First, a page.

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Picturing Silence: Emblem, Language, Counter-Reformation Materiality offers a materialist account of the making and dissemination of Renaissance emblems - symbolic forms combining words and pictures. During the early sixteenth century, humanists began to publish collections of emblems, primarily for an erudite audience. Karen Pinkus examines the social context for such collections and provides a reading of key examples of the genre, illuminating our understanding of gender relations, economics, homosociality, "the gaze," homicide and blood guilt, and the body within humanist ideology. Pinkus grounds her discussion in a historical understanding of the Counter-Reformation period; at the same time she considers the emblematic form in a more general and philosophical sense, linking the humanist emblem to baseball cards and to the modern advertisement, as a call to consume.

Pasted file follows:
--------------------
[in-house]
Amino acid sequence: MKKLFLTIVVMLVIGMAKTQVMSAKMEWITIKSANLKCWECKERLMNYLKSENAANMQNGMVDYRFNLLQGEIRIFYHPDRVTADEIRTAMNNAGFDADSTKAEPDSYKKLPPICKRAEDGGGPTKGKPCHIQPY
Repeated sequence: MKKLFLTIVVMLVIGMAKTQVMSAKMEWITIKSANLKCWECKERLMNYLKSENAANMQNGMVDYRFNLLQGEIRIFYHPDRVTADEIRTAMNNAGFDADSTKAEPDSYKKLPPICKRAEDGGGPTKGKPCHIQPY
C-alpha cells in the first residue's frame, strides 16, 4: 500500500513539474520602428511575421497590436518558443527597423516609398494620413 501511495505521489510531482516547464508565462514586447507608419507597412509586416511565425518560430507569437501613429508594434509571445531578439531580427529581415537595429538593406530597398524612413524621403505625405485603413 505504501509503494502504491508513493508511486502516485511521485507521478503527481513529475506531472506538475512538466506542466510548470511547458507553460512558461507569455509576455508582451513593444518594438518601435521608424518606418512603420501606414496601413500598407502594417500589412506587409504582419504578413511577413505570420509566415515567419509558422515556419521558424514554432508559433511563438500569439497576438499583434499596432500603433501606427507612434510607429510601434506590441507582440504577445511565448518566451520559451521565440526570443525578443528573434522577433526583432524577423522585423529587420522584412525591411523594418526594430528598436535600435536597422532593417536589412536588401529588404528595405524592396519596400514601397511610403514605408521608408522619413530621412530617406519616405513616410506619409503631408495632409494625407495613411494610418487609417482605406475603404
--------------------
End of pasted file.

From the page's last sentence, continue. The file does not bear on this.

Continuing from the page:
Part of a growing body of theoretically informed writings in Italian Renaissance Studies, Picturing Silence is unique in its attempt to weave together Renaissance and postmodern considerations of representation. It should appeal to specialists in a variety of disciplines, including art history, cultural studies, feminist studies, and media studies.
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Karen Pinkus is Assistant Professor of Italian and Comparative Literature, Northwestern University.
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Book Description Univ of Michigan Pr, 1996. Condition: New. book. Seller Inventory # M0472107054
Book Description Condition: New. New. Seller Inventory # STR-0472107054
Book Description Univ of Michigan Pr, 1996. Hardcover. Condition: New. Seller Inventory # DADAX0472107054